634 N.E.2d 697 (1994)
The guest entered the radio studio to make a public radio appearance with the host. At the host's urging, the smoker repeatedly blew cigar smoke in the guest's face. The guest contended that his complaint was sufficient to state a claim upon which relief could be granted.
- The court held that the trial court erred in dismissing the battery complaint because when the smoker intentionally blew cigar smoke in the guest's face, under Ohio common law, he committed a battery.
- The court held that no matter how trivial the incident, a battery was actionable, even if damages were only one dollar.
- The court held that the guest's other claims, invasion of his privacy and violation of a local non-smoking regulation, were not sufficient to withstand a motion to dismiss.
- The regulation created rights for nonsmokers that did not exist at common law.
- There was no implied private remedy for violation of the non-smoking regulation because sanctions were provided to enforce the regulation.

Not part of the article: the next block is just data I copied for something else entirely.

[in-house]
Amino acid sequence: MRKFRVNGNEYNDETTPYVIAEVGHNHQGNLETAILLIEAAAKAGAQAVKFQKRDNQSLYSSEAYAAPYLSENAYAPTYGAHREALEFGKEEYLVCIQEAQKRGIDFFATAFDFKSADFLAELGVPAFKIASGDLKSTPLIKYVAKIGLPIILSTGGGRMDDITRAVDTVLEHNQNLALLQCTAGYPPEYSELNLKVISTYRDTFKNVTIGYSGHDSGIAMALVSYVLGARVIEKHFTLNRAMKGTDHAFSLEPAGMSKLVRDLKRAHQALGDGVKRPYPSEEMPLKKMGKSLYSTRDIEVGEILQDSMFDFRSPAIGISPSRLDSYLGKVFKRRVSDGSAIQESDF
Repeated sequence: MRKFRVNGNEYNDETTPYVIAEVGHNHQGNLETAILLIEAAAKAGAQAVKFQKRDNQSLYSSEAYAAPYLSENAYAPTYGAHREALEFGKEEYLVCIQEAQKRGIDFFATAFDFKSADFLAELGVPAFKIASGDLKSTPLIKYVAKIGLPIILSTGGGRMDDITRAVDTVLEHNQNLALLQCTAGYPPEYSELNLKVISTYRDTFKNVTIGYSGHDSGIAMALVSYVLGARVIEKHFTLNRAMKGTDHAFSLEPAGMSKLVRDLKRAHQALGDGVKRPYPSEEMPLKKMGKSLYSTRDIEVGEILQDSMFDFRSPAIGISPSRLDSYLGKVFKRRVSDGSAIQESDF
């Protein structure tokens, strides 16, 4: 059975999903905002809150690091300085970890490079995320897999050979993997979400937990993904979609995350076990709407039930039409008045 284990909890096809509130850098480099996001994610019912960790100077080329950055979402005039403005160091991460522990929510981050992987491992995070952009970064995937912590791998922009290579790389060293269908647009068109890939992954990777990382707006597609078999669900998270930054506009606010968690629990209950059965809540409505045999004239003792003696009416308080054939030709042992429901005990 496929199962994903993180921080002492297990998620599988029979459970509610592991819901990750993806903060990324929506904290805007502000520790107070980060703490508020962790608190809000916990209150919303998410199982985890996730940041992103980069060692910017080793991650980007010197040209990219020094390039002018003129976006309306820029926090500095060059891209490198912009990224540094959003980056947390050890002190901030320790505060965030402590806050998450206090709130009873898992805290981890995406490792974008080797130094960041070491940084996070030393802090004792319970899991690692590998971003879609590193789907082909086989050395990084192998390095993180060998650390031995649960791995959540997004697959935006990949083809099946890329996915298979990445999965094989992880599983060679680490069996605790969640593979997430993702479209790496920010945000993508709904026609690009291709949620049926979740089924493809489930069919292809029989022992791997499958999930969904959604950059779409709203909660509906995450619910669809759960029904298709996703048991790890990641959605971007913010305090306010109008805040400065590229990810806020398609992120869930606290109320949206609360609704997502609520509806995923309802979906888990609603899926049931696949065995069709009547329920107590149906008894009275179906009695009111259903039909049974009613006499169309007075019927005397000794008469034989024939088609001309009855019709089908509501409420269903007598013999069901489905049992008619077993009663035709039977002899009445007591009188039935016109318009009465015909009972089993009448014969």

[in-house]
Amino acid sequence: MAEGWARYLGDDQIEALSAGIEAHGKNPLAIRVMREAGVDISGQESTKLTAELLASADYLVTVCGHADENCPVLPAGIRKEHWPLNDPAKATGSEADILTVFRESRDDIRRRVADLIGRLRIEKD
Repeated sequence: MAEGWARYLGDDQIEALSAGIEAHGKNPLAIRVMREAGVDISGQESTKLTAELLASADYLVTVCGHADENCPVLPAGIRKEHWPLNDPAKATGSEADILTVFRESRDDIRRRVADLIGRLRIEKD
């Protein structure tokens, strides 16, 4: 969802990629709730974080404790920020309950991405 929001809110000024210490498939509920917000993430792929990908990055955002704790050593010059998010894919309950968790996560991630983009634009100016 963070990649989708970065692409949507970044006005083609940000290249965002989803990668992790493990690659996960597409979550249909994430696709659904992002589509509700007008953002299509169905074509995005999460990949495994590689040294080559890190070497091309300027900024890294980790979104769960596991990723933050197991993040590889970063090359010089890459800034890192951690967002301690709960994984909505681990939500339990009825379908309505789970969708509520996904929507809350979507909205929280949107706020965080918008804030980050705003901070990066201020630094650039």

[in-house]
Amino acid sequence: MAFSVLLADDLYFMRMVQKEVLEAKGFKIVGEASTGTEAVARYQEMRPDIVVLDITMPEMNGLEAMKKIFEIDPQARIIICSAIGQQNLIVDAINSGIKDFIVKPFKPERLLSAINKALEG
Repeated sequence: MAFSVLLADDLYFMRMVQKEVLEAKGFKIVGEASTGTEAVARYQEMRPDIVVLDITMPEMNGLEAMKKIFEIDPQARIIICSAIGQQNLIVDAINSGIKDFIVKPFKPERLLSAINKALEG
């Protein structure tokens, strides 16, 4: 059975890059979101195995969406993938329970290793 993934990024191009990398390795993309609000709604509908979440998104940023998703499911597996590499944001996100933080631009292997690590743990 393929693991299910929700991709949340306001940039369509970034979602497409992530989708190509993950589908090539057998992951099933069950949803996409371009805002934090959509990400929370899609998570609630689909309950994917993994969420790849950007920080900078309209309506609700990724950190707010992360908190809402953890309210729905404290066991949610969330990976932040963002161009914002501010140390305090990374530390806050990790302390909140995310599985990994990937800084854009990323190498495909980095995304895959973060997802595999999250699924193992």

- The court held that whether the radio station was liable under the doctrine of respondeat superior because its employee was acting within the scope of employment was a question of fact.
The court affirmed the portion of the judgment dismissing the guest's claims of invasion of privacy and violation of a local smoking regulation but reversed the dismissal of the battery claim. The court remanded the cause for further proceedings.
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